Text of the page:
The ACR Early Career Investigators (ECI) Subcommittee has organized two sessions at the 2017 ACR/ARHP Annual Meeting in San Diego. These sessions are devoted to serving the needs of early career investigators including junior faculty, fellows, graduate students and post-docs. Both sessions provide unique opportunities to optimize the research landscape for early career investigators.
Explore this issueOctober 2017
The first session is on Tuesday, Nov. 7, from 7:30–8:30 a.m., titled Mentorship for the Next Generation of Rheumatologists: Current State and Next Steps. Alexis Ogdie, MD, MSCE, will detail current research focused on barriers and facilitators of a successful mentee–mentor relationship, which is crucial to success in research. These include two recent papers about research needs for early investigators and the mentee–mentor relationship produced by ECI.1,2
Peter Nigrovic, MD, will provide specific guidance on navigating the complex task of establishing and enhancing the mentor–mentee relationship from the perspectives of the mentee and mentor. He will also provide an overview on the experience of the ACR/CARRA Mentoring Interest Group for Pediatric Rheumatologists (AMIGO), which matches mentees and mentors in pediatric rheumatology.3,4
The second session is on Wednesday, Nov. 8, from 9:00–10:30 a.m., titled How to Find the Right Grant at the Right Time: Meet the NIH and Foundation Leaders. The goal of this session is to allow for grant writers at all stages to discuss specific questions with program officers or representatives of various grant programs in rheumatology. This unique session will have roundtables for NIH and various foundation representatives to allow attendees to engage one-on-one with potential funders. Program officers from NIAID and NIAMS, representatives from the Rheumatology Research Foundation as well as the National Psoriasis Foundation, Scleroderma Foundation, Vasculitis Foundation and the Arthritis Foundation are scheduled to attend. Attendees are invited to bring specific aims pages to gather instant feedback on the scope and fit for their project. Members of ECI Subcommittee will also be available to provide career development and grantsmanship advice. Brief introductory comments will detail the types of grants and timeline for application for investigators at various stages.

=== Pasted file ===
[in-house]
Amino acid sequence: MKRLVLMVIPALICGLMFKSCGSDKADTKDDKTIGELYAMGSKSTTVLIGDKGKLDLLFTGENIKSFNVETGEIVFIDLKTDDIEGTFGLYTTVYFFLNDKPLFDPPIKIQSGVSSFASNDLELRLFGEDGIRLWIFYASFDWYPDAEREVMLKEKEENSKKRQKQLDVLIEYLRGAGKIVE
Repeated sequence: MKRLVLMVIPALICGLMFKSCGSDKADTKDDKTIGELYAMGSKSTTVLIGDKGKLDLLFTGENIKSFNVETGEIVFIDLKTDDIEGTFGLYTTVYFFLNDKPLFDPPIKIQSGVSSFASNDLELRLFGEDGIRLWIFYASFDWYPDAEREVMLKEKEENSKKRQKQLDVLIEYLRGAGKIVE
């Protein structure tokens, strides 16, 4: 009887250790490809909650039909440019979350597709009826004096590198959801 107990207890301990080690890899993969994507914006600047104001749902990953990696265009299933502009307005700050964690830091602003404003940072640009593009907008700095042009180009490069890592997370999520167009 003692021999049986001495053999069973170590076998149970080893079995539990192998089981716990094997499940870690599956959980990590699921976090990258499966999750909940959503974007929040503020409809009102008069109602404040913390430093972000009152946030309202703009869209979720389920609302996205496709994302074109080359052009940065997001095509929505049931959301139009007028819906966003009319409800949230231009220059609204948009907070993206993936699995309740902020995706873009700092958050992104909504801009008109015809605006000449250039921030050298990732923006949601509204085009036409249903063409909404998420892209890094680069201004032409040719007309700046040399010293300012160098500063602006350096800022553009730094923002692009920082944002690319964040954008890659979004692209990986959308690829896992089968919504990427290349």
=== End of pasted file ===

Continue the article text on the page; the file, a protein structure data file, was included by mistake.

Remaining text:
For more information about these sessions, download the Annual Meeting App.
Jeffrey Sparks, MD, MMSc, is a rheumatologist and population-scientist with an overall focus on using patient-oriented and epidemiologic research studies to evaluate the etiology, outcomes and public health burden of rheumatic diseases, such as rheumatoid arthritis (RA). In particular, he performs studies to evaluate genetic, environmental, serologic and familial risk factors for RA, clinical trials for RA prevention and outcomes research focusing on the respiratory burden of RA.
- Ogdie A, Shah AA, Makris UE, et al. Barriers to and facilitators of a career as a physician-scientist among rheumatologists in the US. Arthritis Care Res (Hoboken). 2015 Sep;67(9):1191–1201.
- Ogdie A, Sparks JA, Angeles-Han ST, et al. Barriers and facilitators of mentoring for trainees and early career investigators in rheumatology research: Current state, identification of needs, and roadmap to an inter-institutional adult rheumatology mentoring program. Arthritis Care Res (Hoboken). 2017 May 23. doi: 10.1002/acr.23286. [Epub ahead of print]
- Moorthy LN, Muscal E, Riebschleger M, et al. Efficacy of an interinstitutional mentoring program within pediatric rheumatology. Arthritis Care Res. 2016 May;68(5):645–651.
- Nigrovic PA, Muscal E, Riebschleger M, et al. AMIGO: A novel approach to the mentorship gap in pediatric rheumatology. J Pediatr. 2014 Feb;164(2):226-7.e1-3.